China calls on Nepal for tough action against Tibetan groups
(dpa) - China has asked the Nepalese government to prevent pro-Tibetan groups from operating in Nepal, official media said Thursday.
Terming the growing protests by Tibetans in Nepal as "illegal political activities," China asked Nepal to take stringent measures to prevent anti-Chinese activities, the official Rising Nepal newspaper reported.
China has sought to quell Tibet-related demonstrations in the region, which have proven an embarrassment as it steps into the international spotlight as host of the Summer Olympic Games in August.
Human rights groups have criticized both China and Nepal for their handling of the Tibet protests. Rights groups charged them with violating protesters' basic rights, including the right to assembly and freedom of speech, and with using excessive force.
The Chinese reaction followed Tibetan protests Tuesday and Wednesday in Kathmandu during which demonstrators tried to march on to the Chinese embassy in the latest of nearly daily protests in the Nepalese capital since March 10, the 49th anniversary of a failed uprising in Tibet against Chinese rule.
"The ringleaders of Tibetan organizations here, some of whom are plotting behind and some are conducting protests, urged the Tibetans demonstrators to storm the embassy," Chinese Ambassador Zheng Xialing charged, according to the newspaper report.
Xialing claimed anti-Chinese forces were operating in Nepal camouflaged as Tibetan protestors and were attempting to sabotage relations between the two countries.
"We hope the Nepalese government adheres to a one-China policy and does not allow anti-China forces," Xialing said. "Our long-term friendly relations should not be undermined by these forces."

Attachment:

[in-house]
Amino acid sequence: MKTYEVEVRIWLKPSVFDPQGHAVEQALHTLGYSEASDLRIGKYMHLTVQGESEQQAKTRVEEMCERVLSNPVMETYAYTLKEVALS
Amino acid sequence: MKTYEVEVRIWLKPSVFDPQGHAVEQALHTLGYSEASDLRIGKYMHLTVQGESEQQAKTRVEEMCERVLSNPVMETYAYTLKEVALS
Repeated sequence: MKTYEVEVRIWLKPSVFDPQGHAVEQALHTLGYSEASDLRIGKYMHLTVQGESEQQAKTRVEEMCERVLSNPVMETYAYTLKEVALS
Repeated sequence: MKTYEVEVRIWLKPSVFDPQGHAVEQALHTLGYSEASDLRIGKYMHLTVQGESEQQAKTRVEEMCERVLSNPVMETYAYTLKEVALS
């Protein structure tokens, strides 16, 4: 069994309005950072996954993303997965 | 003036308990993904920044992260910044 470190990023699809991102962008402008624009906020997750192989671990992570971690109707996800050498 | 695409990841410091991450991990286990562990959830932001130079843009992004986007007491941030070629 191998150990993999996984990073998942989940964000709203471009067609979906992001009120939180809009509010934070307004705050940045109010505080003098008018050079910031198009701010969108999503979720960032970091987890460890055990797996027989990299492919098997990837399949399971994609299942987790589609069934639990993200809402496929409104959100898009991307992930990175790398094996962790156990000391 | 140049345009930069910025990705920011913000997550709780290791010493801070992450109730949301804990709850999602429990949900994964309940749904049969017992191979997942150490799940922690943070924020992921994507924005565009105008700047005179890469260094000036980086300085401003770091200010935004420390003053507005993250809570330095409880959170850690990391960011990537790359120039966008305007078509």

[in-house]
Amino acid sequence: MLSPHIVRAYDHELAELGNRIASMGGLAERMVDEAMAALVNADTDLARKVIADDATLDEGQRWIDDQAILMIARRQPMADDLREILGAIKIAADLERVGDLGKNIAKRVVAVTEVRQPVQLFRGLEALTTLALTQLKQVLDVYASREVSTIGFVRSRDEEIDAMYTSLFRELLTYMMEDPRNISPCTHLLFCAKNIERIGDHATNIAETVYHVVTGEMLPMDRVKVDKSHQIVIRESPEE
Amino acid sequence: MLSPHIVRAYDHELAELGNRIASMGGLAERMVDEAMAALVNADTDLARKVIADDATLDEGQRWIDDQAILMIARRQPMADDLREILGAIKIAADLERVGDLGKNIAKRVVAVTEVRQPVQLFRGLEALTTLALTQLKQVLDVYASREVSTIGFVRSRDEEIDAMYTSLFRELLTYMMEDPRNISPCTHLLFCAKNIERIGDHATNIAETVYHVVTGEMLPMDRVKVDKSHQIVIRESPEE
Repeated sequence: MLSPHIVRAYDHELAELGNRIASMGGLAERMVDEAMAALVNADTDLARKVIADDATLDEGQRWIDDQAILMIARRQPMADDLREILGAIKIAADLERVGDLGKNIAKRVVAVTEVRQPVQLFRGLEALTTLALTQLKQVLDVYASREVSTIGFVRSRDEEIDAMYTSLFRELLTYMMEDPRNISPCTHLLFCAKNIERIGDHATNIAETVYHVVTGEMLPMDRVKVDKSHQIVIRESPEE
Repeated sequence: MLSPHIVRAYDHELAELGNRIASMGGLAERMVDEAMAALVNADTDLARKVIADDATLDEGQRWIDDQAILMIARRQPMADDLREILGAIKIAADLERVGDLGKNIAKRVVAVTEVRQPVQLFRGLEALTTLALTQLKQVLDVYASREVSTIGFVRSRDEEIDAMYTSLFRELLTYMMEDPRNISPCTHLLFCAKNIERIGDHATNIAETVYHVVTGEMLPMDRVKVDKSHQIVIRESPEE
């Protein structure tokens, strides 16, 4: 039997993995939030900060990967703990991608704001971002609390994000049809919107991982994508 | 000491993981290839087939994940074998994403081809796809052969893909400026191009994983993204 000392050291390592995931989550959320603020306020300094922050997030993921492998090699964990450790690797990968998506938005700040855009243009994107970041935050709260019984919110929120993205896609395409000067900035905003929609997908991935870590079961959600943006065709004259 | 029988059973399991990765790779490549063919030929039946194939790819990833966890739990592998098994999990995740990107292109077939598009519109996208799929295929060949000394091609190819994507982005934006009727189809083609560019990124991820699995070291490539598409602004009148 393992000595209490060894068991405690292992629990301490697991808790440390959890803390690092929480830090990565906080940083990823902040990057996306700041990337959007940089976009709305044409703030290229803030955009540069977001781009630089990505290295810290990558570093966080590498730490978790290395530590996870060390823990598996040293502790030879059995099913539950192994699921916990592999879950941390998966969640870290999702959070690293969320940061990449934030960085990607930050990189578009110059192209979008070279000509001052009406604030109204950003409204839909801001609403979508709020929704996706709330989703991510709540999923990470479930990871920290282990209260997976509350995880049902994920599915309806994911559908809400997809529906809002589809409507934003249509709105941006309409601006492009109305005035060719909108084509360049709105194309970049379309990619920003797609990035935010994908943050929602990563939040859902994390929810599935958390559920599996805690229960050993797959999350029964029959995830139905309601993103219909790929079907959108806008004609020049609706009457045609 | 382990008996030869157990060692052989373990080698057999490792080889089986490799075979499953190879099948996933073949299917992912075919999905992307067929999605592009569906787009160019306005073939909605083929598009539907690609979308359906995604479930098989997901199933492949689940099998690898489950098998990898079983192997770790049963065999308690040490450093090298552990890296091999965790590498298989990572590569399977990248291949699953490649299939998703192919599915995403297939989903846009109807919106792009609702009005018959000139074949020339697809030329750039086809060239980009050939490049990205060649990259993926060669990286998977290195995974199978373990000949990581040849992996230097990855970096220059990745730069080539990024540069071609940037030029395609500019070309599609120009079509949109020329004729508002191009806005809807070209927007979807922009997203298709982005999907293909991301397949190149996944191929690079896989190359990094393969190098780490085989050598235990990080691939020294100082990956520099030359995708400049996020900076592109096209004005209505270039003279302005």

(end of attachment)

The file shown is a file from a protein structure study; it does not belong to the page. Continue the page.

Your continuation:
Xialing alleged that most of the protestors in Kathmandu were associated with the Tibetan government in exile and described them as "separatists," a charge China has long levelled against the exiles.
The Dalai Lama, Tibet's spiritual leader and head of its government in exile, has insisted he does not seek independence from China, only greater autonomy for Tibet within China, although some Tibetans involved in the recent protests have called for independence.
Nepal's government has said there is no change in its policy of recognising Tibet as an integral part of China and would not allow anti-Chinese activities despite coming under growing criticism from the United Nations and human rights groups.
More than 1,500 Tibetan demonstrators have been detained since the beginning of anti-China protests in Kathmandu.
Rights groups have charged the Nepalese authorities with threatening the refugees involved in demonstrations with deportation back to Tibet, a charge denied by Nepalese authorities.
Nepal is home to more than 20,000 Tibetan refugees who arrived in the country in the late 1950s after the failed uprising in Lhasa.
According to human rights groups, nearly 3,000 Tibetans still cross over into Nepal from Tibet each year, risking their lives traversing the Himalayas.